new insolvencies which is shown in our
table of receivership., The number of roads
sold during the year was twenty-eight with
an aggregate mileage of 1,922; funded debt,
$53,864,000; total bonds and stocks. $95,898,
It will be seen that these bankrupt lines
are widely distributed through the country,
their headquarters being in fifteen different
states. Of the twenty-eight roadm four be
long to Texas, three to Oregon, three to
New York and two each to New Jere Y.
Pennsylvania. Florida, South Carol' a,
Tennessee and Georgia, while Rhode Islrd,
Maryland. West Virginia. Illinois, Iowa
and Washington each have one. No very
great and important line is in this year's
mortality table, the largest in point of
mileage being the Florida Southern, with
307 miles and a capitalization of about
$5,500,000, while the largest in respect to li
abilities is the ancompleted Oregon Pacific,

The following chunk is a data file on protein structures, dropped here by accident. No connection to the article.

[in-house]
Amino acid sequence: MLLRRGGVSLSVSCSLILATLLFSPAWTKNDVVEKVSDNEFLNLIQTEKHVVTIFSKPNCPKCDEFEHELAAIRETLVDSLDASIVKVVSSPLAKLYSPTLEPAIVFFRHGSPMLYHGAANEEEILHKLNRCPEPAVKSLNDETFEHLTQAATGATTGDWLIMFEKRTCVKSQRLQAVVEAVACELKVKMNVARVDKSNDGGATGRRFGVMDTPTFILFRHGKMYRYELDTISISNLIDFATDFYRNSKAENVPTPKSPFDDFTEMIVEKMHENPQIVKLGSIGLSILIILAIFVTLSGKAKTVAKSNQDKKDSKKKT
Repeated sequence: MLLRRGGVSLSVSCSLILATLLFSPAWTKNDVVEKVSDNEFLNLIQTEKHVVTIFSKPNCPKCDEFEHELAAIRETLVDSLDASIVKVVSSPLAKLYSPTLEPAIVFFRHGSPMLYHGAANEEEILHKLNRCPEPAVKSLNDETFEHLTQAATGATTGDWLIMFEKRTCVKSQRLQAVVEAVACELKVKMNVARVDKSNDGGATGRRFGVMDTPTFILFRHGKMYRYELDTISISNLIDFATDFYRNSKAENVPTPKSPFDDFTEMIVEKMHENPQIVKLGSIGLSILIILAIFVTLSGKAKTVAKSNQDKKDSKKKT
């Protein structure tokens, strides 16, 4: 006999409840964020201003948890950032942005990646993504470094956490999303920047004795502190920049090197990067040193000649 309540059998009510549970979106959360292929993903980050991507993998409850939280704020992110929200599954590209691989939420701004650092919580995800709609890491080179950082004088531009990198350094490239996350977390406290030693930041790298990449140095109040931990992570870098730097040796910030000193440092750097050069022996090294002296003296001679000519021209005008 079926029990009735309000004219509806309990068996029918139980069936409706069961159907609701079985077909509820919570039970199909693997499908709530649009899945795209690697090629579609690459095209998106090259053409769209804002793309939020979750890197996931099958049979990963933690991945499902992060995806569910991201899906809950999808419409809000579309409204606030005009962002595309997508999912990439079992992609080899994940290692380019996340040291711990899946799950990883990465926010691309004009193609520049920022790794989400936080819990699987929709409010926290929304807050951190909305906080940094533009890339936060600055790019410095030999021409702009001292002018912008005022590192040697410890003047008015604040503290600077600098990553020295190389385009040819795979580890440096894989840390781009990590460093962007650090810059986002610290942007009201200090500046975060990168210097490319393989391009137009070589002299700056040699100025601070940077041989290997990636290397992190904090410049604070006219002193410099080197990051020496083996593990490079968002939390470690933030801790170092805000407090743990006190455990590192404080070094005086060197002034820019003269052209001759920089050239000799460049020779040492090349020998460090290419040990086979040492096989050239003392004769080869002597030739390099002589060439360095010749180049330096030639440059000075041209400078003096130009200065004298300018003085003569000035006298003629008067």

whose 166 miles represent securities aggre
gating neatly $20,000,000. The narrow
gauge roads continue to swell the number
of failures, there being five of that class in
this year's males. The summary of fore
closure sales for seventeen years, from 1876
to 1082 inclusive, is as follows: Number of
roads, 526; mileage, 55,670; capital stock
and bonded debs, $3,122,202,000.
it is difficult to believe that in seventeen
years companies representing over 82 per
cent of total present mileage and 81 per
cent of the total capitalization of the rail.
ways of the United States have gone
through the process of sale and reorganiza